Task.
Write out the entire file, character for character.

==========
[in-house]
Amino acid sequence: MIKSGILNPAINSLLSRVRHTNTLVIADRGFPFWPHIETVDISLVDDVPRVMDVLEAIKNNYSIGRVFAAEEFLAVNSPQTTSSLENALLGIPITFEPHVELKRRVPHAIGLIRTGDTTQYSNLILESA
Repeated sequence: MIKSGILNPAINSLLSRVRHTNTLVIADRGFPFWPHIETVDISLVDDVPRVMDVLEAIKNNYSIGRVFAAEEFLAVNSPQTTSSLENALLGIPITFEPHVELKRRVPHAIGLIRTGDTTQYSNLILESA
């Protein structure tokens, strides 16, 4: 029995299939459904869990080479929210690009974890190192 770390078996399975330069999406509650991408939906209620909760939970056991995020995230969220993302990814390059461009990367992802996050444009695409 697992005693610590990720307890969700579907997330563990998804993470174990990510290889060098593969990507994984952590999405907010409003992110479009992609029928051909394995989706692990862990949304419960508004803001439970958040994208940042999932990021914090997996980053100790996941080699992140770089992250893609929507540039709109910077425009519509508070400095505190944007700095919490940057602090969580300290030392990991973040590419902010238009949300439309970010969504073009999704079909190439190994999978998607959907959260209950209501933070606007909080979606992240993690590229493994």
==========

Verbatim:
[in-house]
Amino acid sequence: MIKSGILNPAINSLLSRVRHTNTLVIADRGFPFWPHIETVDISLVDDVPRVMDVLEAIKNNYSIGRVFAAEEFLAVNSPQTTSSLENALLGIPITFEPHVELKRRVPHAIGLIRTGDTTQYSNLILESA
Repeated sequence: MIKSGILNPAINSLLSRVRHTNTLVIADRGFPFWPHIETVDISLVDDVPRVMDVLEAIKNNYSIGRVFAAEEFLAVNSPQTTSSLENALLGIPITFEPHVELKRRVPHAIGLIRTGDTTQYSNLILESA
């Protein structure tokens, strides 16, 4: 029995299939459904869990080479929210690009974890190192 770390078996399975330069999406509650991408939906209620909760939970056991995020995230969220993302990814390059461009990367992802996050444009695409 697992005693610590990720307890969700579907997330563990998804993470174990990510290889060098593969990507994984952590999405907010409003992110479009992609029928051909394995989706692990862990949304419960508004803001439970958040994208940042999932990021914090997996980053100790996941080699992140770089992250893609929507540039709109910077425009519509508070400095505190944007700095919490940057602090969580300290030392990991973040590419902010238009949300439309970010969504073009999704079909190439190994999978998607959907959260209950209501933070606007909080979606992240993690590229493994």